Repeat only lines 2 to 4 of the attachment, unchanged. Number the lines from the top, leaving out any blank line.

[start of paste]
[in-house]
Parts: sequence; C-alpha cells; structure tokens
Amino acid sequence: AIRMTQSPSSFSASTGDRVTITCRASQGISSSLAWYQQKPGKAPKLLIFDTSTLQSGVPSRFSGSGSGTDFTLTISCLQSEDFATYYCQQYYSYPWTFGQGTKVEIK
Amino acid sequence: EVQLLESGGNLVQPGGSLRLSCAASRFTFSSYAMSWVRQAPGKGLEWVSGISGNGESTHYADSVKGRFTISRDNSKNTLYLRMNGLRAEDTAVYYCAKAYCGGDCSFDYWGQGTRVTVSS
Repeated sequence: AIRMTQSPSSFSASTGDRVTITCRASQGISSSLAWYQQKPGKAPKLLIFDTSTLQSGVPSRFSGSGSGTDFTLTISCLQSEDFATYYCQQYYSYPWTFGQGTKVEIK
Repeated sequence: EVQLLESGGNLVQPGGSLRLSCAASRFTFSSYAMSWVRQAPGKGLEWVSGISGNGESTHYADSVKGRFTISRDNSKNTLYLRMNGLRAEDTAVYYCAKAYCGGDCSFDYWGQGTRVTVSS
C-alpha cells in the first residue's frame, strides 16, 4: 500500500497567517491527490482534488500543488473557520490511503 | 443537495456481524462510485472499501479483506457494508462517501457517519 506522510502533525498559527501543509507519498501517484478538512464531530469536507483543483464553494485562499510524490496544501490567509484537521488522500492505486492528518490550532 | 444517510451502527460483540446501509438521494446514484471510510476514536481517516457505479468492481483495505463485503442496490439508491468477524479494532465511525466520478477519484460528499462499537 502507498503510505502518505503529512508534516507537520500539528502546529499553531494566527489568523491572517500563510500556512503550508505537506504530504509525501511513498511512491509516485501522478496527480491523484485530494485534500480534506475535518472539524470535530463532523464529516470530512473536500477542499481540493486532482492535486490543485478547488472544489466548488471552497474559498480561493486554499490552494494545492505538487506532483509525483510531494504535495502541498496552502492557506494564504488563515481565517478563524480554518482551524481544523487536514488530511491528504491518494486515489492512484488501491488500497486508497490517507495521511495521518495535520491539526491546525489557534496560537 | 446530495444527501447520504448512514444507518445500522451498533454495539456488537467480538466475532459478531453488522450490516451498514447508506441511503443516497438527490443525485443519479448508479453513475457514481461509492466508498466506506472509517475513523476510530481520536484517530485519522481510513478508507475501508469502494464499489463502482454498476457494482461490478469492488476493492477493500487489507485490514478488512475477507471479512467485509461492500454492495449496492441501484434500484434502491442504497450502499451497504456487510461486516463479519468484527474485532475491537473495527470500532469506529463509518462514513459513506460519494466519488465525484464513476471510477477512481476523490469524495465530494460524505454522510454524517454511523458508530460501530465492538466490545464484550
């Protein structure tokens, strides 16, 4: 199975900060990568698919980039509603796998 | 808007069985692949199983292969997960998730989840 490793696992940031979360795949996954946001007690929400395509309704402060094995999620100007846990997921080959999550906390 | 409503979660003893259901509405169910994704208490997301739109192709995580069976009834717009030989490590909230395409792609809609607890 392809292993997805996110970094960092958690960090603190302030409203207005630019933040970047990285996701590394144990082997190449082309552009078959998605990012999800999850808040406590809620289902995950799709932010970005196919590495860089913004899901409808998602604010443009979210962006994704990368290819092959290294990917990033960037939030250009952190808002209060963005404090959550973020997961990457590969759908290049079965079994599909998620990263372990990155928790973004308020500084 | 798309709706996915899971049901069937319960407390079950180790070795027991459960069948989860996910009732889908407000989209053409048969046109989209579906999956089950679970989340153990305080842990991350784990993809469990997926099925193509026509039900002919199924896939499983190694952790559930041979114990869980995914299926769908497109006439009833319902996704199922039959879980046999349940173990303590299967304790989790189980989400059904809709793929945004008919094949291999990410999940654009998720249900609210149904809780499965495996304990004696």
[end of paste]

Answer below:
Parts: sequence; C-alpha cells; structure tokens
Amino acid sequence: AIRMTQSPSSFSASTGDRVTITCRASQGISSSLAWYQQKPGKAPKLLIFDTSTLQSGVPSRFSGSGSGTDFTLTISCLQSEDFATYYCQQYYSYPWTFGQGTKVEIK
Amino acid sequence: EVQLLESGGNLVQPGGSLRLSCAASRFTFSSYAMSWVRQAPGKGLEWVSGISGNGESTHYADSVKGRFTISRDNSKNTLYLRMNGLRAEDTAVYYCAKAYCGGDCSFDYWGQGTRVTVSS